Reflections on Roe vs. Wade

Micah Corps


Charlotte Carroll is one of our Micah Corps interns this summer. She is attending the University of Omaha (UNO), majoring in Public Health and minoring in Women and Gender Studies. Explaining why she joined the Micah Corps, she says, “I wanted to join Micah Corps to challenge myself in my faith journey and my advocacy work. I wanted to see how faith and social justice work are interconnected.”

Micah Corps interns protest the overturning of Roe v. WadeWe were in Washington D.C. the day Roe v. Wade was overturned. We were walking to the African American History Museum and there was a large group of people in front of the Supreme Court. We were staying with some of them at the hostel and an older lady asked Odyssey, a fellow intern, and me to stand out there with them. I knew we had to go to the museum, but I also knew it would be hard to focus on anything when we knew this decision was being made. So, we kept walking, and we had made some progress through the museum. We made it to the sports section and were looking at Jackie Robinson’s jersey when my phone started blowing up with the news that they decided to overturn Roe v. Wade. I felt my stomach drop, I talked to my mom, wishing I could be with her, I saw young girls walking in the museum and I felt the tears coming out. Everything politically that I thought would never happen keeps on happening. This decision is going to kill so many people who have wombs. I hate that we even have to mention people who have been assaulted or abused, because it should not even have to come to those stories, it should just be a personal decision that someone makes for themselves. I have my own reproductive health issues so it can be hard to feel these decisions so personally, but I know that this decision is hurting people of color and people in the lower socio-economic classes. Middle to upper class people will be able to afford to travel to access the care they need, but that will not be the case for most people.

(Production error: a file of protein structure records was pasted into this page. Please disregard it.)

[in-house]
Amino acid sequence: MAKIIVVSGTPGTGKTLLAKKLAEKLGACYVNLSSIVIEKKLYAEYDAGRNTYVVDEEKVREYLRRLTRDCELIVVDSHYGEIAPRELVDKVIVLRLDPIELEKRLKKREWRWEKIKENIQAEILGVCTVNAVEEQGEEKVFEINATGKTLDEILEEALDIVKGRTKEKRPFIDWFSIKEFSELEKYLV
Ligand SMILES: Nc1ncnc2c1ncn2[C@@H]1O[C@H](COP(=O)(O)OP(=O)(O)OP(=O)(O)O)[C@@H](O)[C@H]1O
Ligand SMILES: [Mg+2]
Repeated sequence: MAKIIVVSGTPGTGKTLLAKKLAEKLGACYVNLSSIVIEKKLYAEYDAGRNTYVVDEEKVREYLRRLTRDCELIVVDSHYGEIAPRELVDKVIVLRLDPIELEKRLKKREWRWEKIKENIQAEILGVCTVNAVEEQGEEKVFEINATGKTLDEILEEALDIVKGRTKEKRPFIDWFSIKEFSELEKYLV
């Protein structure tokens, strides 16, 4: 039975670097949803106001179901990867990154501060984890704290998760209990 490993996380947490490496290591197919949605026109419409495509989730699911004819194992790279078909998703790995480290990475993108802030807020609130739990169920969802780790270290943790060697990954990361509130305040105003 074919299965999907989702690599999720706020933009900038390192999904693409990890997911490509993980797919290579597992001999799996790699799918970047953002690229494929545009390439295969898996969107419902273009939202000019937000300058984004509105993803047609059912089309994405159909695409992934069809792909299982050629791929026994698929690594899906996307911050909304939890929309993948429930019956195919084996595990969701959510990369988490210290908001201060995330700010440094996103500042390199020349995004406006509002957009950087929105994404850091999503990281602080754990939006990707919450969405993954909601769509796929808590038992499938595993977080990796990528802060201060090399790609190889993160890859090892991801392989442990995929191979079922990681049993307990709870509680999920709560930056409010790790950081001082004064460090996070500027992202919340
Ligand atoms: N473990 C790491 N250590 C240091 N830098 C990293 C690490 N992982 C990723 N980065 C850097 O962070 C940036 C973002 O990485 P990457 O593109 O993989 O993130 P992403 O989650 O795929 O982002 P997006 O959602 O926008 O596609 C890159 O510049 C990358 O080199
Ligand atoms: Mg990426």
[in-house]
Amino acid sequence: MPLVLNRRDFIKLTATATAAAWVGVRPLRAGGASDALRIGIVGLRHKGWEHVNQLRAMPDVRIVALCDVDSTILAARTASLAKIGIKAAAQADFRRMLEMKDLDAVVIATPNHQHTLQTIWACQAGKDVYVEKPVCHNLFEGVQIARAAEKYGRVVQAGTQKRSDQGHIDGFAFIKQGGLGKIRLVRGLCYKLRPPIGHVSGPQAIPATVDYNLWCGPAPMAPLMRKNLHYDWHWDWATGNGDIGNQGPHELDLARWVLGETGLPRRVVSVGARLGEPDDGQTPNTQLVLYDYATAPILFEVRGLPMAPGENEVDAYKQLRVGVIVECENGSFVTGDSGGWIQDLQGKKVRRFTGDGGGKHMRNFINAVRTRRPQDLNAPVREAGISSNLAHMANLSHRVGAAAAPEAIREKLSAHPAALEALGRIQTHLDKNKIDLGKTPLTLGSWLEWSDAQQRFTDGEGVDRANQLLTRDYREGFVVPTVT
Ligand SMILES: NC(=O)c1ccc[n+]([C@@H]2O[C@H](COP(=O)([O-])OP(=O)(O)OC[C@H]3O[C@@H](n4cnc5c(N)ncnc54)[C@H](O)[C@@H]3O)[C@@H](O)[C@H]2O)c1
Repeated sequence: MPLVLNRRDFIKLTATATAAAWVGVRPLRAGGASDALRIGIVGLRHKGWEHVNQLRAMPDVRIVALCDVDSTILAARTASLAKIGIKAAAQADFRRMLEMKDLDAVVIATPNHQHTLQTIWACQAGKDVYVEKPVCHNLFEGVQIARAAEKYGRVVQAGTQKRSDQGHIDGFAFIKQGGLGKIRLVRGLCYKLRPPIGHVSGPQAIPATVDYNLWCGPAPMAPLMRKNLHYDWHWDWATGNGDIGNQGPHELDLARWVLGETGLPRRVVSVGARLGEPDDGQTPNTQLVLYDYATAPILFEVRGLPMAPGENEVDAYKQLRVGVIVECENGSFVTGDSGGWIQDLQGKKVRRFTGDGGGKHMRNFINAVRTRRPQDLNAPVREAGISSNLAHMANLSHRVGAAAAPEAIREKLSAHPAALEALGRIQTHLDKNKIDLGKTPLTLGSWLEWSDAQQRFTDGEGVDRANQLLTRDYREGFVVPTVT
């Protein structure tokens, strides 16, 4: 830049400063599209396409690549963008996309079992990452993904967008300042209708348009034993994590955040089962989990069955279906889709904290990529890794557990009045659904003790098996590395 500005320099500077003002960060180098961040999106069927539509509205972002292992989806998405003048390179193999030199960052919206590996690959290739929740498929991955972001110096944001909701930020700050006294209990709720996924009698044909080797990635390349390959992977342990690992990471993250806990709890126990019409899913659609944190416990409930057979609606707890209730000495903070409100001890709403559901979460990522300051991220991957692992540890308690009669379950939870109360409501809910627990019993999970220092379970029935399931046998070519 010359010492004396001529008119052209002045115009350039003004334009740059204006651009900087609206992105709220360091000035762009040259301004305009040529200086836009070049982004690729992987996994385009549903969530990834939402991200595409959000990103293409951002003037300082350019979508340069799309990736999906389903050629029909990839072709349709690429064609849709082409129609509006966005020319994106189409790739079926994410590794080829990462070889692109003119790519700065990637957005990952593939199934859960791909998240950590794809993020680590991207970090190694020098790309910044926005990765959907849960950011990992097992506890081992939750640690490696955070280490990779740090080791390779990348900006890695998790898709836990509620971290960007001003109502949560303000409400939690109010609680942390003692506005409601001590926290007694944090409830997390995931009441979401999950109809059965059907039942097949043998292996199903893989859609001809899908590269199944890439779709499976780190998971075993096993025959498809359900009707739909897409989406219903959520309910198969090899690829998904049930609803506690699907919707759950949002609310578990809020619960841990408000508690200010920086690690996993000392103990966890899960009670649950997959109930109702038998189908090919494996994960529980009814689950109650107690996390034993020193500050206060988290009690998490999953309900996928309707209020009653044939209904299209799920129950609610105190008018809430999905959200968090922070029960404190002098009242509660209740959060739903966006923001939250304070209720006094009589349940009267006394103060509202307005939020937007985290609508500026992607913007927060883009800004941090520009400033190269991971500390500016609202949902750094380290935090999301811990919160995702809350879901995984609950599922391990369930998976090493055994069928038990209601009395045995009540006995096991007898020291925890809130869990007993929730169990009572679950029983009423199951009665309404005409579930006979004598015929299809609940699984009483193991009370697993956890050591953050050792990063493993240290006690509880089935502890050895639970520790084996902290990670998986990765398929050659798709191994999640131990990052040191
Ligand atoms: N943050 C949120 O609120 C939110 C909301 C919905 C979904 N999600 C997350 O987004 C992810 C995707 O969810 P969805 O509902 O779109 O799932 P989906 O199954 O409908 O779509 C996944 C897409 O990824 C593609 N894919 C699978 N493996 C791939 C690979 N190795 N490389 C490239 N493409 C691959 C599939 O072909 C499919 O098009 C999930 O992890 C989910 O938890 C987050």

After the African American Museum, we went to the Museum of the Palestinian People and then we were able to walk past the Supreme Court. We overheard AOC (Alexandria Ocasio-Cortez) talking which brought tears to my eyes. She was sharing how to take abortion pills at home and how to access them, there was so much love and passion in the crowd, and so much sadness, but it was full. I wish people did not have to be out there protesting, but we do have to be. Our access to health care is being torn apart and it is horrifying. Everyday there were people in front of the Supreme Court, there were pro-lifers out there celebrating, which was hard to see, knowing that this decision is going to kill so many people. On our last night in Washington D.C., a few of us went to look at posters and just reflect on the week in front of the Supreme Court. People had been there all day long sharing information and sharing their thoughts. I will never forget this time in Washington D.C. while such a decision was made about our bodies. Likewise, I will never forget all the feelings from this trip. I want to urge anyone reading this to donate to local abortion funds (not to politicians or any political parties) and to get involved with this movement. Here is a resource to fund abortions and reproductive health care in Nebraska with more information: and NARAL provides information and resources for all states:

To read what our United Methodist Social Principles say, go to: